top of page
  • Dr. Hook

Can Chiropractic Care Help with Sciatica?

If you or your loved one has been experiencing piercing pain that originates in the buttocks or lower back and extends down to one or both legs, you’re probably dealing with sciatica pain. And you’re not alone.

Understanding Sciatica

According to research, sciatica is common, affecting as many as 10 percent to 40 percent of the population. In the United States, this condition affects more than 3 million people every year. This condition is specific to the pain that develops as a result of the sciatic nerve— which is responsible for providing direct and indirect motor function to the lower extremity adductors, leg muscles, and the hamstrings— being structurally compressed, pinched, or compromised.

Some of the factors that may lead to this condition include:

● Herniated disk (this is the most common cause)

● Repetitive wear and tear of joints from age

● Spondylolisthesis

● Spinal stenosis

● An acute injury like a fall or slip

● Piriformis syndrome

While you may not need to worry about mild sciatica— as most such cases resolve on their own— it’s a good idea to seek treatment when the pain is severe, debilitating, and recurring.

Fortunately, chiropractic care has increasingly become a popular natural treatment option for Sciatica and can help provide pain relief without the side effects of pain medications.

How Chiropractic Care Can Help with Sciatica

When you visit your chiropractor, the first thing they’ll do is to collect your medical history information and conduct a physical examination to determine the location and severity of the pain. Your chiropractor will also examine your legs and lower back to determine whether or not there’s inflammation or compression on the sciatic nerve. They may ask you about what relieves or aggravates the pain you’re experiencing as well.

Once you’re diagnosed with sciatica, the next step is to create a treatment plan which, in many cases, will include spinal adjustments and other manual therapies to help relieve pain. With that said, here are some of the treatment techniques your chiropractor may use to treat sciatica pain:

● Chiropractic adjustments

Your chiropractor may perform adjustments to take the pressure off the sciatic nerve and realign the spine, often providing quick pain relief. Spinal realignment also allows the body to start healing itself.

● Spinal decompression

The focus of spinal decompression is to take pressure off nerves and the spinal disks by gently stretching the spine. This technique creates negative pressure on the spine, thereby providing targeted decompression, which helps relieve sciatica pain.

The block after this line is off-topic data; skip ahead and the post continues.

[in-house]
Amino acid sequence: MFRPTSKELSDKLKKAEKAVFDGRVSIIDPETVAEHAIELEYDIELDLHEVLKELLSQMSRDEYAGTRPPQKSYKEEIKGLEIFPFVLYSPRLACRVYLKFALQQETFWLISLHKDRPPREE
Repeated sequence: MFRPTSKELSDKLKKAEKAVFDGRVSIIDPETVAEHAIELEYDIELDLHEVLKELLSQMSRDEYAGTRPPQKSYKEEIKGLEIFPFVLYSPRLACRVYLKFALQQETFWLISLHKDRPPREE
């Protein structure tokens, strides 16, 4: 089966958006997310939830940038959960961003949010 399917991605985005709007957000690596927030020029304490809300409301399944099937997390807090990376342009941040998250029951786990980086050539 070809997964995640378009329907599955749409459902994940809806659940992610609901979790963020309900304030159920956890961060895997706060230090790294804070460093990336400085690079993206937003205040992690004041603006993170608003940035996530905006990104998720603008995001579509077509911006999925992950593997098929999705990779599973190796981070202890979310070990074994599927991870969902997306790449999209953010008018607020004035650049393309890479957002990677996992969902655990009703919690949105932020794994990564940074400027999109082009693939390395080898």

● Chiropractic massage therapy

Your treatment of sciatica may begin with a spinal adjustment before your chiropractor or massage therapist induces deep relaxation of your leg and lower back muscles, which helps reduce inflammation. Think of chiropractic massage therapy as a pleasing way to heal and soothe the sciatic nerve and relieve your pain.

● At-home exercises and stretches

Depending on the cause of your pain, your chiropractor may recommend and suggest some exercises that you can do to reduce pressure on the nerve and lower inflammation. This may include stretching exercises such as the sitting pigeon pose, standing piriformis stretch, scissor hamstring stretch, and basic seated stretch. Yoga is also a safe and effective exercise for people experiencing sciatica pain.

● Ultrasound and Other Modalities

It’s not uncommon for chiropractors to recommend other types of therapy like ultrasound, heat/cold therapy, and TENS (transcutaneous electrical nerve stimulation) devices, once they determine you can benefit from them.

8 views0 comments

Recent Posts

See All

Can Chiropractic Care Improve Sleep

According to the American Sleep Association, between 30 percent and 48 percent of older adults in the United States suffer from some sort of sleep disorder. Additionally, the association reports that

Can Chiropractic Care Help with Tennis Elbow?

Although common in those who play racket sports, tennis elbow can also be seen as a workplace injury, affecting anyone who repetitively uses their arms to perform an activity. This includes swimmers,


bottom of page